- Know how many people you are serving. Lots of food waste can occur from inadequate planning. This happens when you cook for 20 people, and only 10 invited guests show up for dinner. Know who is coming and carefully gage the amount of ingredients you will need.
- Do not go overboard. You might be tempted to cook large quantities and store it, thinking you will eat it later in the week. Nevertheless, leftover food in the fridge creates clutter and can be lost or forgotten. Unidentifiable moldy food in the plastic ware is usually the result. Be reasonable.
- Share with those in need. If you enjoy cooking, consider delivering meals regularly to an elderly person in your neighborhood who may be in need of a home cooked meal, rather than allowing prepared food to go to waste.
- Keep an organized refrigerator and freezer. A neat and clean refrigerator will make it easy to find and use what you have. Labeled packages will keep wrapped foods from becoming mystery meals.
- Read directions carefully. Often, people make mistakes when cooking due to rushing or failing to read directions. It is an utter waste of time and food. Always read directions through before beginning and pay attention to quantities.
- Use the timer. Quit burning the bread in the oven! Watch what you are cooking in the kitchen. Pay particular attention to the temperature settings and always set a kitchen timer.
- Know what you have at home. A woman in the grocery store was buying an abundance of seasonings since she could not remember which ones she had at home in her pantry. To prevent the repurchase of inventory, carefully review what is in the fridge, freezer, pantry, and spice rack before making your list and shopping.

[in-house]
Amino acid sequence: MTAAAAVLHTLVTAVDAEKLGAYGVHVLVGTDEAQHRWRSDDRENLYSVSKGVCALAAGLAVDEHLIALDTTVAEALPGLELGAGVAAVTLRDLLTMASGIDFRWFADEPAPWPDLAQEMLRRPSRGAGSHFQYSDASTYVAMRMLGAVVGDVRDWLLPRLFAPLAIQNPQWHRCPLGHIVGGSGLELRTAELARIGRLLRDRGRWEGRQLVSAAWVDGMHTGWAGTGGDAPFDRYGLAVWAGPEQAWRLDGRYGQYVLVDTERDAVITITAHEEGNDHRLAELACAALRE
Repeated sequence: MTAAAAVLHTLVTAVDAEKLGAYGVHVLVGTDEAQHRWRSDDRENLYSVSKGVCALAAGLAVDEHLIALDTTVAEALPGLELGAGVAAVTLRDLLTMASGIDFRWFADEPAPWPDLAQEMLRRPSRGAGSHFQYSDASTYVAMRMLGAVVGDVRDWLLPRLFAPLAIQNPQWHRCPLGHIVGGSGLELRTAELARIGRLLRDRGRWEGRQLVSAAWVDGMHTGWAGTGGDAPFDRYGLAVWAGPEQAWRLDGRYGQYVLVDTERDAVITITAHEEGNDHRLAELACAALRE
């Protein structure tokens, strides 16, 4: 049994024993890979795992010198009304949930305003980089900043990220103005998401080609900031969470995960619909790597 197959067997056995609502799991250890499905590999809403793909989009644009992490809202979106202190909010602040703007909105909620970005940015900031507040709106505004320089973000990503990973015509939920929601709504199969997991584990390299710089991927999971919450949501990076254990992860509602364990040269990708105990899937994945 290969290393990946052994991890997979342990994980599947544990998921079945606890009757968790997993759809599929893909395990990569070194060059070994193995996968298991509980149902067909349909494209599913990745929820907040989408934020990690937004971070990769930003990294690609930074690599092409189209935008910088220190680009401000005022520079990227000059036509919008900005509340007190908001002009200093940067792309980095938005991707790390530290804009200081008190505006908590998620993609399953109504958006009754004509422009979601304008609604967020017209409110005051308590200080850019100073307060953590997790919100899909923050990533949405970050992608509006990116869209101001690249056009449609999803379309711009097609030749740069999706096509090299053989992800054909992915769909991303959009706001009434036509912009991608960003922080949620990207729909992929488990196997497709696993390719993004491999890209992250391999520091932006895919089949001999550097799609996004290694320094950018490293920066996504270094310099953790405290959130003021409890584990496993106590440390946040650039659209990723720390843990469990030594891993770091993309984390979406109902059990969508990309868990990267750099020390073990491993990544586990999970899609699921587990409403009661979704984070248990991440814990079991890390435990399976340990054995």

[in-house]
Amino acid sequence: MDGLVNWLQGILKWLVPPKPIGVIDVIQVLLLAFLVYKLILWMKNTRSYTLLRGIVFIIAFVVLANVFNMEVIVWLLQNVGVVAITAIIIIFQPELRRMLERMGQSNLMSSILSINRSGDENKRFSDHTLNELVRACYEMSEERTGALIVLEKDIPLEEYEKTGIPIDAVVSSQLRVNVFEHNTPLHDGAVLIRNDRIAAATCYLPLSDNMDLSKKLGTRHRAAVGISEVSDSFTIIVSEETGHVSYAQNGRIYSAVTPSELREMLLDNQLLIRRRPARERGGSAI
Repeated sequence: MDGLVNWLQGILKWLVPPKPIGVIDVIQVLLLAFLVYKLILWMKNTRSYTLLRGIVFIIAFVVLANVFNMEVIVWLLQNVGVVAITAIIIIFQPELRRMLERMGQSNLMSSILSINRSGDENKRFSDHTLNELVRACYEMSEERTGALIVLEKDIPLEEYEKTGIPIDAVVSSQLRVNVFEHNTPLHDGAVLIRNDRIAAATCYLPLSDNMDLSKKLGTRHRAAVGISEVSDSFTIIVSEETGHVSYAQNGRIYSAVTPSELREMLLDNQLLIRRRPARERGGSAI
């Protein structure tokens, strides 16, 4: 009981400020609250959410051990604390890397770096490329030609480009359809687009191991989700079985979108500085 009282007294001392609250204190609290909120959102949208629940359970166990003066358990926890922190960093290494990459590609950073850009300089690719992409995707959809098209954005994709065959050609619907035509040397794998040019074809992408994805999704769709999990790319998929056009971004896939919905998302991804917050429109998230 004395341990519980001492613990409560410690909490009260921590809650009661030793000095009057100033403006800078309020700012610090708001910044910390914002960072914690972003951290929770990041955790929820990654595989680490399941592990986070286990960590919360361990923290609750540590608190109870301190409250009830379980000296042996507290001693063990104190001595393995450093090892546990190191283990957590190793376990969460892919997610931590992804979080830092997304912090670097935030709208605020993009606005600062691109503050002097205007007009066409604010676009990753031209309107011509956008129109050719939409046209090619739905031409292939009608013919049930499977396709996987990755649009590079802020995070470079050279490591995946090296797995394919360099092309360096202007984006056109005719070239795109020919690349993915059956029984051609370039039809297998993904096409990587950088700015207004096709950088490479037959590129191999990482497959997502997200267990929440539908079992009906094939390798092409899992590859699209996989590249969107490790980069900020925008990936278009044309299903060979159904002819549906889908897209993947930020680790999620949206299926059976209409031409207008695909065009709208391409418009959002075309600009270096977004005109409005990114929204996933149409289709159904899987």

- Prepare recipes using leftovers. Whenever possible, plan a menu around leftovers that you already have in the fridge, freezer or pantry. For example, if you have cooked chicken and broccoli, toss with prepared pasta, and top with grated cheese. Alternatively, for dessert, turn leftover bananas into a cake, muffins, or loaf of bread. Not only does this trick save you money, it pushes your creativity in the kitchen and may transform you into an inventive and top-notch chef.
- Do not underestimate your level of fatigue. If you work hard Monday through Friday and prepare meals frequently, it is understandable that you may want to take it easy on the weekends. If you tend to buy groceries with the intention of cooking on the weekends, but usually end up eating out instead, this may lead to food waste. Look for patterns like this to avoid wasteful trips to the grocery store and spending money on things you end up not preparing.
- Waste less water. According to an article published by the Los Angeles Times in 2014, it takes 660 gallons of water to make a burger. This statistic includes irrigation of the grains and grasses in the feed, plus water for drinking and processing. Thus, the production of one pound of beef requires 1,799 gallons of water. When we discard food, we also waste the water used in its preparation. The same article explains that an astonishing 18 gallons of water is required to produce one apple. Think about that the next time you are tempted to throw one away.
- Split it. If your produce store, warehouse market, or grocery store sells big bags of carrots and apples, but you will only use a few, buy stuff with friends and split it. Bulk packages are often a good overall value and can help you save money while shopping. Sharing works well for items like strawberries that do not last long, and for pricey meat and giant bags of potatoes. Divvy up the goods to stretch the dollar and create less waste. That way everyone wins, including the environment!